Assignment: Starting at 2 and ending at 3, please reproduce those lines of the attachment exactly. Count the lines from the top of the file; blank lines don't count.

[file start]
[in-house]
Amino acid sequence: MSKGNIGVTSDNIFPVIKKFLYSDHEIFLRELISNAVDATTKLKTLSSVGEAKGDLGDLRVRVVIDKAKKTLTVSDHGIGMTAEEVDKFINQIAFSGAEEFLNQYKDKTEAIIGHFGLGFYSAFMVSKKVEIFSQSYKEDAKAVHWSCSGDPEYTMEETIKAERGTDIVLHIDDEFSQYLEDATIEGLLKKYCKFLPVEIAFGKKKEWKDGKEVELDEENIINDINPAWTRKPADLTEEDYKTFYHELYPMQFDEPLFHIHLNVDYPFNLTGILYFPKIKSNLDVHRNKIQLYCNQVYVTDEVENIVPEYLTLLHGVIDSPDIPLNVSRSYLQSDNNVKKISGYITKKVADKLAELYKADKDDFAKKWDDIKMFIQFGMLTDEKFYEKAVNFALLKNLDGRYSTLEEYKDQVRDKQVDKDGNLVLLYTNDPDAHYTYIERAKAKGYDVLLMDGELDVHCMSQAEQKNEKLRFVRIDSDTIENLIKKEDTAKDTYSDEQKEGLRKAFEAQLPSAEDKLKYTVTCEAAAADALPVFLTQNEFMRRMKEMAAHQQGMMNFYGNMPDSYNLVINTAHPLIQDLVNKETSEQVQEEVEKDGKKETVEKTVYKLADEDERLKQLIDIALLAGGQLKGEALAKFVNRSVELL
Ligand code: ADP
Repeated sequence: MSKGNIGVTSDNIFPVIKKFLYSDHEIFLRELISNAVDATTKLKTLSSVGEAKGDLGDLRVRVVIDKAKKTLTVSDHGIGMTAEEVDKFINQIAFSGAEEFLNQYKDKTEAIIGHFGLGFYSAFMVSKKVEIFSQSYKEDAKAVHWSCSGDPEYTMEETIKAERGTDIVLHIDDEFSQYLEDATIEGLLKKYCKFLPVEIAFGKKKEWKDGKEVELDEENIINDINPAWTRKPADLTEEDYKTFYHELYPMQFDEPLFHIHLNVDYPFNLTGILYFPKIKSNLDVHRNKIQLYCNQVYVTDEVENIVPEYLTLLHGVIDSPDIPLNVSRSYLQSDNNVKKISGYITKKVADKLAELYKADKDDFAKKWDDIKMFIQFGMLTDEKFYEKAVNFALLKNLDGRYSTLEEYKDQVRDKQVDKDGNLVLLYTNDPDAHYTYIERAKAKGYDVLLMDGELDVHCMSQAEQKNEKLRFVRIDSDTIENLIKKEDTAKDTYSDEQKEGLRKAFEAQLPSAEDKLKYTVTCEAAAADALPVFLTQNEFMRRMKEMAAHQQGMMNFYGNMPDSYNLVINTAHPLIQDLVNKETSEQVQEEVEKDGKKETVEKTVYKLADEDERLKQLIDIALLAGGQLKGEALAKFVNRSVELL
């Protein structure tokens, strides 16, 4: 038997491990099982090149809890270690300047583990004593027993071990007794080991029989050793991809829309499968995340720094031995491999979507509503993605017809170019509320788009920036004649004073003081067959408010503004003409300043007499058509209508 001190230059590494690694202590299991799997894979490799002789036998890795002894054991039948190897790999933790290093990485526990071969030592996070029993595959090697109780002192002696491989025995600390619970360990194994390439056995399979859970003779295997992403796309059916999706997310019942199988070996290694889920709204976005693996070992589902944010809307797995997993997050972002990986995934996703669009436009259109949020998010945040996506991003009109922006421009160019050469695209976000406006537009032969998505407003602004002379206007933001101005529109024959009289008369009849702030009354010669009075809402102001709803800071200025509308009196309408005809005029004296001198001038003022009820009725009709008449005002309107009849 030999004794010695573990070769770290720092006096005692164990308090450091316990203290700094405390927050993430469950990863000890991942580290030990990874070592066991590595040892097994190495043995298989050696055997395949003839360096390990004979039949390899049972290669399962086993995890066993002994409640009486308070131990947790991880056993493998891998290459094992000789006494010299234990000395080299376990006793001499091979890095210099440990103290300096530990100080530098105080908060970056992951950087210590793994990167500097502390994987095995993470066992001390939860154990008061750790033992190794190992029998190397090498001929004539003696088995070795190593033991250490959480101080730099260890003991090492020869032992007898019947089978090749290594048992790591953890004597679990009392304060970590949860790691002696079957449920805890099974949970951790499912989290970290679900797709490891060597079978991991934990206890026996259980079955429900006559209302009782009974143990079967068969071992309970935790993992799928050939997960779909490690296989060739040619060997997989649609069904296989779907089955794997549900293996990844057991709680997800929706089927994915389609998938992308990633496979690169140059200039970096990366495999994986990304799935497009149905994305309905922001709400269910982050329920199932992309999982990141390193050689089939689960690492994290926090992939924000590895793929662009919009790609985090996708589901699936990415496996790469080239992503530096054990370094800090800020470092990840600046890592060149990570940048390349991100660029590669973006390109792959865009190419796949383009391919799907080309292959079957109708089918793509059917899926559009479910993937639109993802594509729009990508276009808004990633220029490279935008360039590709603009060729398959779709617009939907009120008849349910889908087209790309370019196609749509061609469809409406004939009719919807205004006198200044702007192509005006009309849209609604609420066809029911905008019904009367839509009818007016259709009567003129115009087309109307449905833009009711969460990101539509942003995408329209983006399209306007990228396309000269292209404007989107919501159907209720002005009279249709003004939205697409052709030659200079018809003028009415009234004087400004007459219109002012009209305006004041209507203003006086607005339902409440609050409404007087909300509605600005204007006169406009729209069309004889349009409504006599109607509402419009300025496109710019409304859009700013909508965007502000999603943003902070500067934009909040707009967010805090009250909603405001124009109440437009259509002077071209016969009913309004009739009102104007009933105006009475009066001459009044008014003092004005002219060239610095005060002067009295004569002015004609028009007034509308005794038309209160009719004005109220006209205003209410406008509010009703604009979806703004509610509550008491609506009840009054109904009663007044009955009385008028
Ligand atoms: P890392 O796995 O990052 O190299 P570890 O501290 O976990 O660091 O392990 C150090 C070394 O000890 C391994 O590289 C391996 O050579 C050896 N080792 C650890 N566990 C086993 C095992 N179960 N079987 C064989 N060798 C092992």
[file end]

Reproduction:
Amino acid sequence: MSKGNIGVTSDNIFPVIKKFLYSDHEIFLRELISNAVDATTKLKTLSSVGEAKGDLGDLRVRVVIDKAKKTLTVSDHGIGMTAEEVDKFINQIAFSGAEEFLNQYKDKTEAIIGHFGLGFYSAFMVSKKVEIFSQSYKEDAKAVHWSCSGDPEYTMEETIKAERGTDIVLHIDDEFSQYLEDATIEGLLKKYCKFLPVEIAFGKKKEWKDGKEVELDEENIINDINPAWTRKPADLTEEDYKTFYHELYPMQFDEPLFHIHLNVDYPFNLTGILYFPKIKSNLDVHRNKIQLYCNQVYVTDEVENIVPEYLTLLHGVIDSPDIPLNVSRSYLQSDNNVKKISGYITKKVADKLAELYKADKDDFAKKWDDIKMFIQFGMLTDEKFYEKAVNFALLKNLDGRYSTLEEYKDQVRDKQVDKDGNLVLLYTNDPDAHYTYIERAKAKGYDVLLMDGELDVHCMSQAEQKNEKLRFVRIDSDTIENLIKKEDTAKDTYSDEQKEGLRKAFEAQLPSAEDKLKYTVTCEAAAADALPVFLTQNEFMRRMKEMAAHQQGMMNFYGNMPDSYNLVINTAHPLIQDLVNKETSEQVQEEVEKDGKKETVEKTVYKLADEDERLKQLIDIALLAGGQLKGEALAKFVNRSVELL
Ligand code: ADP